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Black Mountain - Wilderness Heart

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Artist: Black Mountain

Album: Wilderness Heart

Label: Jagjaguwar

Review date: Sep. 13, 2010

What, really, was the difference between Nirvana and Nickelback? Context, attitude, musicianship? It’s a silly question, but one that Black Mountain invites at its worst. And the band is at its worst on Wilderness Heart. Which isn’t saying much — it’s still clever, skillful and complex — except that this album is awfully cheesy, and the proportion of the purely enjoyable to the "now why would they do that?" is unsettlingly low.

Black Mountain has covered a lot of ground between the parched, paranoid stoner rambles of its debut and 2008’s moody In The Future, which broadened the group’s horizons without ditching the roots: more electronics, more symphonics, more variety. On Wilderness Heart, that ethic of exploration continues, but all the sounds in the mix feel overextended, as though the band is throwing them out without any master logic, seeing what sticks. ("It’s our most metal- and most folk-oriented venture so far," says singer Stephen McBean.)

Nothing wrong with that approach, but it’s telling that Wilderness Heart is best where it recaptures the relative austerity of the debut, even in a sort of maximalist fashion. "Old Fangs," for instance, is a rollickingly heavy fuzz blossom, all crusty momentum and remind-me-what-decade-this-is synth wobble, a little aggressively significant but still a good time. On the title track, Amber Webber’s alarmed yowl both rides and cowers at the big lumbering crunch behind her, and the effect is nearly visceral, almost making meaning out of that folk/metal juxtaposition. Almost.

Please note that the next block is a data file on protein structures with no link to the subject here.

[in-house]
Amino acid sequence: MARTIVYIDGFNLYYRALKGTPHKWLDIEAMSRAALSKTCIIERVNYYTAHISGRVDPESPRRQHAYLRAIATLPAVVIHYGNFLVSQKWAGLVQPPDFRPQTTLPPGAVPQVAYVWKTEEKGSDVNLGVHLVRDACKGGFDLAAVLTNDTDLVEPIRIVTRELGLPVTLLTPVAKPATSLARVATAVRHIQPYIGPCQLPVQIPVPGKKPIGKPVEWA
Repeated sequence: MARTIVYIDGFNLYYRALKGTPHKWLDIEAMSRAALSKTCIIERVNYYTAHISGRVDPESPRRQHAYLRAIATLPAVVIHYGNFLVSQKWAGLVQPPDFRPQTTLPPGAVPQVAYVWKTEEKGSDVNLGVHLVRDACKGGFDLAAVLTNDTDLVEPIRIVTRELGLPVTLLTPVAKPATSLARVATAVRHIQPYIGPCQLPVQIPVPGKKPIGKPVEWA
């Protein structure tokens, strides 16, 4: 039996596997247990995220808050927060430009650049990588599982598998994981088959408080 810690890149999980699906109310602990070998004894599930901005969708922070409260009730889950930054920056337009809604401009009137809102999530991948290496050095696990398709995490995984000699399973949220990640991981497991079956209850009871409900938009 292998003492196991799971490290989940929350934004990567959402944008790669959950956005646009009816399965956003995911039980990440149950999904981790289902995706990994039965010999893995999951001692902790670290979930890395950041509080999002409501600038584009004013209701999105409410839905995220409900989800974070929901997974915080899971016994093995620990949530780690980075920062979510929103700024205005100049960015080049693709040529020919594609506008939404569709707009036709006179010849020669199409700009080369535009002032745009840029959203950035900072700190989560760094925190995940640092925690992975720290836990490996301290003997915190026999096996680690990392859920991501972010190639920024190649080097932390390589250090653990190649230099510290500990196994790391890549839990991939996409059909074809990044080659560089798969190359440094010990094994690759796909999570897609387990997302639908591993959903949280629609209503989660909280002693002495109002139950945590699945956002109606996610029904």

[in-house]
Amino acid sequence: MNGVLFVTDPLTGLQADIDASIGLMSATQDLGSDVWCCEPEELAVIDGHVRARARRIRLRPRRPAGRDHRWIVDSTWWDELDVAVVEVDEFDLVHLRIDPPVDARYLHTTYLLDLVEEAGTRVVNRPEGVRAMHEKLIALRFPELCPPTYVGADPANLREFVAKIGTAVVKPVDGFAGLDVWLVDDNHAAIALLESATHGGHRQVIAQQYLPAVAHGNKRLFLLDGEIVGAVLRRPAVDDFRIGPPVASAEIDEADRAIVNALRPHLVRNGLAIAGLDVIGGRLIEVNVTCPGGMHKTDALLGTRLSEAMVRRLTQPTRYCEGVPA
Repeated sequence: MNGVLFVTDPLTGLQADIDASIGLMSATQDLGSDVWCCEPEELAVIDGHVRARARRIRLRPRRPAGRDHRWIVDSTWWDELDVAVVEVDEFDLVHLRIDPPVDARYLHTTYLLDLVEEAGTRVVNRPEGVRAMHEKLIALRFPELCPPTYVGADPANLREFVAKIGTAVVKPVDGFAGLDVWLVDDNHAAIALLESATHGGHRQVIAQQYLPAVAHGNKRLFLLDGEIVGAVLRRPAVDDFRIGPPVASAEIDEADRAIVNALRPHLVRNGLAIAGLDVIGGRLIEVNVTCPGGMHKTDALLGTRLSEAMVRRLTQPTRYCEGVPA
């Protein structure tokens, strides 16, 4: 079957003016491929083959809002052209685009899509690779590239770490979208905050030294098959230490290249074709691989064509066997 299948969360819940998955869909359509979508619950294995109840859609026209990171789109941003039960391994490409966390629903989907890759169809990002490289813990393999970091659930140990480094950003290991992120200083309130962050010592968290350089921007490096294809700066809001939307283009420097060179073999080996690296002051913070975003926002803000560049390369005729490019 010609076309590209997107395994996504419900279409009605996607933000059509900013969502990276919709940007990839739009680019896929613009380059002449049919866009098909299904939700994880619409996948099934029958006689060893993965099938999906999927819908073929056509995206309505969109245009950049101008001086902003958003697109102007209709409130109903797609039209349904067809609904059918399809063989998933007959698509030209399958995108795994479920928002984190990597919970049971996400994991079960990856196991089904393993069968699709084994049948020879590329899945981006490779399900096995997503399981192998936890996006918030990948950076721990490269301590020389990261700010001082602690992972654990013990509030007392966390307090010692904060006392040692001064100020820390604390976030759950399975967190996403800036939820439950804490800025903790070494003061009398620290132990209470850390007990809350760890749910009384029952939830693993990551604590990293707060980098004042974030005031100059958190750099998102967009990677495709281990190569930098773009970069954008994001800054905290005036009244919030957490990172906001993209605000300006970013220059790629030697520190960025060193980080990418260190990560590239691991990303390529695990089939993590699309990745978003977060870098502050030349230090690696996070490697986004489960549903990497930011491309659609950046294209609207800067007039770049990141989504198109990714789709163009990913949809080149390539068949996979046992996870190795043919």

But the rest is either outmoded, fear-mongering chugalug metal or awkwardly fetching country balladry. "The Hair Song" is a sophisticated composition, but all its elements — the boy-girl vocal tradeoff, the faint woodwind sounds — add up to nothing so much as the forgettable mid-’90s roots-rock of someone who toiled for a few years in the shadow of Collective Soul, then called it quits. "Radiant Hearts" is technically solid and lyrically embarrassing. It doesn’t help that McBean sounds like he’s sneering almost every line he sings.

The farther it strays into new territory, the older and duller and more dubious Wilderness Heart sounds. The intersection of folk and metal is something worth exploring, and one in which a band exactly like Black Mountain could carve out a zeitgeist-sized statement, and that’s just what’s missing here. It’s almost missing so deliberately that you suspect that that’s the point… but then the next song comes on and you wonder if Black Mountain was ever making a statement at all, or if it’s always gotten by on being completely wrong for its time.

By Daniel Levin Becker

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In the Future

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Find out more about Jagjaguwar

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